The Person Finder tool is an online database that collates information from emergency responders, and allows individuals to post details about people who have been missing or are found. Additionally, is donating one million to the emergency response efforts and a gift-matching option will soon be available.


PM Screen Shot 2015-04-28 at 12.09.30 PM

The organizations linked above are all doing excellent work in the affected regions, and for those of you who are interested in donating to locally-based organizations, Global Giving (seen in photo above), has compiled a vetted list of community-based organizations that are in the best position to provide long-term support for disaster victims. By funding the relief efforts of local organizations, donations to the Global Giving fund have the potential to build stronger disaster-response capacity, so that these organizations are better equipped to face future disasters. GlobalGiving promises to post reports about how funds have been used and will email these reports to donors and subscribers. A wonderful giving choice if you haven’t made a donation yet. Just click the photo above to go straight to that donate page.


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Initial reports for #GivingTuesday indicate astounding success! Mon, 08 Dec 2014 14:26:30 +0000 Continue reading ]]>

LinkedInPulse (1)

Black Friday sales were down 11% while #GivingTuesday had a banner year!

By Ritu Sharma

The final numbers are rolling in, and by all accounts the three-year-old day dedicated to giving known as #GivingTuesday, is proving once again that Black Friday and Cyber Monday aren’t the only spending days top of mind in our communities.

That the long weekend of frenzied indulgence and gluttony kicked off by Thanksgiving can be bookended with such generosity is heartening.

And the generosity is evident in the numbers. Here are the results from some of the day’s top campaigns:

Nonprofit leaders are humbled and overwhelmed by the results, which continue to be record-breaking: All this while U.S. Black Friday sales dropped 11.3% and Cyber Monday sales were up less than expected at only 8% (despite an increase in online sales), as noted by Mashable.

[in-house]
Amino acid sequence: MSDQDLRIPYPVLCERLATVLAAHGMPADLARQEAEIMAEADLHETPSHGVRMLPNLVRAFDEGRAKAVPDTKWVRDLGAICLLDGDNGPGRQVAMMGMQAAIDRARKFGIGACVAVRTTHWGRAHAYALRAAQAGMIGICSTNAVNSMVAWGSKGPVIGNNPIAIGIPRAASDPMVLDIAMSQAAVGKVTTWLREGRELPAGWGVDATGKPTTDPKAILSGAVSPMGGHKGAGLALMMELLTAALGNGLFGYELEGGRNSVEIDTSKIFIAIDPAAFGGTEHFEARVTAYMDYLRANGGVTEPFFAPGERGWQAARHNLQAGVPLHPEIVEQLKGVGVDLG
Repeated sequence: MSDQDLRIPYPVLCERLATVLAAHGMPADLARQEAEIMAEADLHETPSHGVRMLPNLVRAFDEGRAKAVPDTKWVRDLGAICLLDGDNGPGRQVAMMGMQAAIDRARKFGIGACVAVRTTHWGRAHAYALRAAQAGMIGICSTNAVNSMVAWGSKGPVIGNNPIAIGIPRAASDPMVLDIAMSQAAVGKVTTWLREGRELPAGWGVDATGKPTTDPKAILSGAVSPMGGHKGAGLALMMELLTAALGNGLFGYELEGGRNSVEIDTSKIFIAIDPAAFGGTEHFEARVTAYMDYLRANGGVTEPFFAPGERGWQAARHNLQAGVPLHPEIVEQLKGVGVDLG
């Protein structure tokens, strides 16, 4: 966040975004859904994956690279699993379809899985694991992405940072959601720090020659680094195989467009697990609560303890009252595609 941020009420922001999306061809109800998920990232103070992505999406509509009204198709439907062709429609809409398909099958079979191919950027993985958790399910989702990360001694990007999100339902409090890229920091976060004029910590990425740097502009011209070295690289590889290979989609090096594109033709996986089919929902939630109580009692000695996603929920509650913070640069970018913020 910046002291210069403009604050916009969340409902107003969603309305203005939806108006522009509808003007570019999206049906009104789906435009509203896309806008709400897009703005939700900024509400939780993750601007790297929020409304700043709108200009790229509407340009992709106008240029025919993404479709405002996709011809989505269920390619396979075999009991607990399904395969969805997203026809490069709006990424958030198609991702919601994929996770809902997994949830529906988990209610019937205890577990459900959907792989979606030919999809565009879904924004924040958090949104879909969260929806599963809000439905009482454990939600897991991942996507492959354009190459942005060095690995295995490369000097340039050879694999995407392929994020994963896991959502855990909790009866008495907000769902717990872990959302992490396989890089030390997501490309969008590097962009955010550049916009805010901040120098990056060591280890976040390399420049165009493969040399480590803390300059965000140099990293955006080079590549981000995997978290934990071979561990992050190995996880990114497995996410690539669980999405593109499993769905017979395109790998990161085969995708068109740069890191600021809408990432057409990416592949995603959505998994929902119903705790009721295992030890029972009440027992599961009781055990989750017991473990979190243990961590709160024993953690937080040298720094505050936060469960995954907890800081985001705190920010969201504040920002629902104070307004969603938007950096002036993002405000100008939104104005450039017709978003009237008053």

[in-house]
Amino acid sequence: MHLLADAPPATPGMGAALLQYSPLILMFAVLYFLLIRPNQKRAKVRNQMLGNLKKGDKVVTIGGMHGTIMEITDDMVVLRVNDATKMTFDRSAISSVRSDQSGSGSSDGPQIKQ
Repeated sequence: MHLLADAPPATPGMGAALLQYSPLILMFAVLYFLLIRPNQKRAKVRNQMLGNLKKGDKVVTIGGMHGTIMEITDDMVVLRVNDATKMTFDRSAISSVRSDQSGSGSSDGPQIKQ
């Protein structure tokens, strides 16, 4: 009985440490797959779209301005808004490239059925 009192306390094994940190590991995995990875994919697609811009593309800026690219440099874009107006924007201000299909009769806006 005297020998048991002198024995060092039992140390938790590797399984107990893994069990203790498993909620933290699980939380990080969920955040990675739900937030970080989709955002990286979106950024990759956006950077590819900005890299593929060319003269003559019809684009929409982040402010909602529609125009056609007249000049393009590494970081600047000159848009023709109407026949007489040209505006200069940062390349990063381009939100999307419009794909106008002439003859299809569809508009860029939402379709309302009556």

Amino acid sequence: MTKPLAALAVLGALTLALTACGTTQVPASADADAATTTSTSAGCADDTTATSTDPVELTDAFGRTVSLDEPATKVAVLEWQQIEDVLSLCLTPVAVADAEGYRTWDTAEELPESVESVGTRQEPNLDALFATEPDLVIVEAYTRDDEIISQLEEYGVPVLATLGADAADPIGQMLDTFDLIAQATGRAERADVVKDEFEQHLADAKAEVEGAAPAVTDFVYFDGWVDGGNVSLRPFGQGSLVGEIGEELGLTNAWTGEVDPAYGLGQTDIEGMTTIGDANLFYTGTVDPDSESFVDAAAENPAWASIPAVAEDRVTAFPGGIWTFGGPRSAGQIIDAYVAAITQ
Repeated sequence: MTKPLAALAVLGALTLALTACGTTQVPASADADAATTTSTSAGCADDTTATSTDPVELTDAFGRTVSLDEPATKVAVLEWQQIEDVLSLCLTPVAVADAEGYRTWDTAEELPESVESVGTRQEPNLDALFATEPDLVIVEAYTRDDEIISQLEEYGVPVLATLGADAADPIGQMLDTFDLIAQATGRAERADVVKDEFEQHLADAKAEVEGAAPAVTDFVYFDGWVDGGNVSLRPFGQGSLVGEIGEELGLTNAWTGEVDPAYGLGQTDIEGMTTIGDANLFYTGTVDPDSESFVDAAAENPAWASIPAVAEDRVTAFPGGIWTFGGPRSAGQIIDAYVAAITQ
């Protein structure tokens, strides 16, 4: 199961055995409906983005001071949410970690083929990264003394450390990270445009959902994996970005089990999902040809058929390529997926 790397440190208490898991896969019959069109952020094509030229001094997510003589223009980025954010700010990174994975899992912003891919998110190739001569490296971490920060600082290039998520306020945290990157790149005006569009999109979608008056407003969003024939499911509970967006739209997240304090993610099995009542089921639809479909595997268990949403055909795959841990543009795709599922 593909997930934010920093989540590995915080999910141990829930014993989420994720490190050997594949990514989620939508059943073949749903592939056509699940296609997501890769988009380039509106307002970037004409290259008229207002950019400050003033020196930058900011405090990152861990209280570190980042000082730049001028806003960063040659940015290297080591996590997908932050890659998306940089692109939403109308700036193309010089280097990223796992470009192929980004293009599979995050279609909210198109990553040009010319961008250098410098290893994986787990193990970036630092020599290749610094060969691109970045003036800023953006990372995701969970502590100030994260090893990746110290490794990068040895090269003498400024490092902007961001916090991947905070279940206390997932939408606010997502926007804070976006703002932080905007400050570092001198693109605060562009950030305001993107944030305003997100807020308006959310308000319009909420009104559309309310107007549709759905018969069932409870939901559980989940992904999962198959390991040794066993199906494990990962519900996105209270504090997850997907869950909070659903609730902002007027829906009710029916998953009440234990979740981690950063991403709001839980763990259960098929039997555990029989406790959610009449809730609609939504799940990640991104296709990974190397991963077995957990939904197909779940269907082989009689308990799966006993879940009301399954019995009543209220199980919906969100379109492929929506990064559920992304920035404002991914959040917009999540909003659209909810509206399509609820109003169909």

We reached out to leaders in our network to see their reactions on the success of #GivingTuesday and insights gained from this year’s giving day:

“#GivingTuesday 2014 saw a 36% increase in online giving compared to 2013 with Blackbaud processing more than $26.1m in online donations. There was a 15% increase in the number of nonprofits that received an online donation versus last year and overall transaction volume saw a 50% jump on a year over year basis. 17% of the forms were viewed on mobile platforms indicating the modern donor is increasingly mobile.” – Steven R. MacLaughlin, Director of Product Management at Blackbaud

“Network4Good processed slightly over $4.5 million across all our platforms which is 148% increase in donations over last year. We credit this increase in part to our dedicated efforts this year in enabling and supporting small and medium size nonprofit organizations who can’t participate at the same level as nonprofits with large marketing budgets. We provided extensive training, tools and resources to small and medium size nonprofits to enable them to participate in the annual day of giving.” – Jamie McDonald, Chief Giving Officer, Network for Good

“Each year for Razoo’s #GivingTuesday we try to improve the effectiveness of the prize structure to maximize nonprofit and donor engagement. Compared to last year’s results, with 30% more nonprofits participating, we experienced a 67% increase in the number of donors, a 62% increase in online donations and a 49% increase in the average number of visitors per hour, all contributing to a $1,775,511 day – a 56% increase over last year.” – Robert Lotinsky, Executive Director, Razoo Foundation

Crowdrise has been a really good, very effective partner in getting the word out for, and raising money for, a bunch of good orgs. The combined effort with #givingTuesday has been even more successful. I’ve got a really good team, and they let me know this is solidly in my wheelhouse, that’s how it started for me. – Craig Newmark, Founder of Craigslist and Craigconnects

“Nonprofits who raised money through Salsa on #GivingTuesday in both 2013 and 2014 saw an incredible increase of 47% year-over-year. Even though we have done a lot of education in the community and published data demonstrating that #GivingTuesday works and doesn’t share shift year-end dollars, we still are only seeing about 10% of Salsa client participating this year. We’d like to see that number and the overall #GivingTuesday movement continue to grow.” –Christine Schaefer, VP, Community, Product & Marketing for Salsa.

Henry Timms, executive director of the 92Y and founder of Giving Tuesday, told Mashable. “Around the world people came together for causes they care about. This is enabled by social media, but driven by compassion.”

Indeed, compassion is the motivator, but the democratization of philanthropy social media offers has expanded the reach of all nonprofits who understand that many small donations are as important as a few extraordinary gifts.

But not everyone is inspired.

Critics Seek “Perfect” Solutions

Tom Watson, president of CauseWired LLC, calls himself a “friendly skeptic” in thepiece he wrote for Forbes, but does admit he may have been “under-valuing one key factor: people are participating.” That fact is clear.